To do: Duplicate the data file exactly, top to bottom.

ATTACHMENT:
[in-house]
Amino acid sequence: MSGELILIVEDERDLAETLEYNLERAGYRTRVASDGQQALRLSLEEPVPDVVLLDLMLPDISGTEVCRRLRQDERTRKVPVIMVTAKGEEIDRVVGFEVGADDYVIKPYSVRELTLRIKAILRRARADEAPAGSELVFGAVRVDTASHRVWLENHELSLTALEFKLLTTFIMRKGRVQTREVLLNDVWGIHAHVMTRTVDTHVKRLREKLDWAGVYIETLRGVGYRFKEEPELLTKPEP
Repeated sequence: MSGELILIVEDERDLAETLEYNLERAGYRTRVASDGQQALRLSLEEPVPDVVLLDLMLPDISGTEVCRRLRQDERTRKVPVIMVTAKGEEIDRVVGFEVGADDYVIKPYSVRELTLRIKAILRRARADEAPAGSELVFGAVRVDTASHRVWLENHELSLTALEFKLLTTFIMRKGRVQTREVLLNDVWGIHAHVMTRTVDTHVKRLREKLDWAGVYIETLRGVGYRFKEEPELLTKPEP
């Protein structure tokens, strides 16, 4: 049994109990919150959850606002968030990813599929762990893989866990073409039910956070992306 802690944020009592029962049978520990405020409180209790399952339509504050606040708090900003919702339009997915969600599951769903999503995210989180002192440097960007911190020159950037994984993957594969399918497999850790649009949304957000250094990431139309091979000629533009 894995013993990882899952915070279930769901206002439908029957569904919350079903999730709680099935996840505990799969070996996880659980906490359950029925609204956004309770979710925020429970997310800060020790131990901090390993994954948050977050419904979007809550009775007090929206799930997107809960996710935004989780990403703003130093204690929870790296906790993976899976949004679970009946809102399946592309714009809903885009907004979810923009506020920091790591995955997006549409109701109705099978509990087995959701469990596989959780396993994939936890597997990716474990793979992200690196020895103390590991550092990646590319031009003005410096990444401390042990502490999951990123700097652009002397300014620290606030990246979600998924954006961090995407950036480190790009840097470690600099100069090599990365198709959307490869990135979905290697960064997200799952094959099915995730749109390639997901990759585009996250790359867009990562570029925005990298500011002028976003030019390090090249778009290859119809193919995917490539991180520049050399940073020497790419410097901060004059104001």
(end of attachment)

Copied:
[in-house]
Amino acid sequence: MSGELILIVEDERDLAETLEYNLERAGYRTRVASDGQQALRLSLEEPVPDVVLLDLMLPDISGTEVCRRLRQDERTRKVPVIMVTAKGEEIDRVVGFEVGADDYVIKPYSVRELTLRIKAILRRARADEAPAGSELVFGAVRVDTASHRVWLENHELSLTALEFKLLTTFIMRKGRVQTREVLLNDVWGIHAHVMTRTVDTHVKRLREKLDWAGVYIETLRGVGYRFKEEPELLTKPEP
Repeated sequence: MSGELILIVEDERDLAETLEYNLERAGYRTRVASDGQQALRLSLEEPVPDVVLLDLMLPDISGTEVCRRLRQDERTRKVPVIMVTAKGEEIDRVVGFEVGADDYVIKPYSVRELTLRIKAILRRARADEAPAGSELVFGAVRVDTASHRVWLENHELSLTALEFKLLTTFIMRKGRVQTREVLLNDVWGIHAHVMTRTVDTHVKRLREKLDWAGVYIETLRGVGYRFKEEPELLTKPEP
């Protein structure tokens, strides 16, 4: 049994109990919150959850606002968030990813599929762990893989866990073409039910956070992306 802690944020009592029962049978520990405020409180209790399952339509504050606040708090900003919702339009997915969600599951769903999503995210989180002192440097960007911190020159950037994984993957594969399918497999850790649009949304957000250094990431139309091979000629533009 894995013993990882899952915070279930769901206002439908029957569904919350079903999730709680099935996840505990799969070996996880659980906490359950029925609204956004309770979710925020429970997310800060020790131990901090390993994954948050977050419904979007809550009775007090929206799930997107809960996710935004989780990403703003130093204690929870790296906790993976899976949004679970009946809102399946592309714009809903885009907004979810923009506020920091790591995955997006549409109701109705099978509990087995959701469990596989959780396993994939936890597997990716474990793979992200690196020895103390590991550092990646590319031009003005410096990444401390042990502490999951990123700097652009002397300014620290606030990246979600998924954006961090995407950036480190790009840097470690600099100069090599990365198709959307490869990135979905290697960064997200799952094959099915995730749109390639997901990759585009996250790359867009990562570029925005990298500011002028976003030019390090090249778009290859119809193919995917490539991180520049050399940073020497790419410097901060004059104001």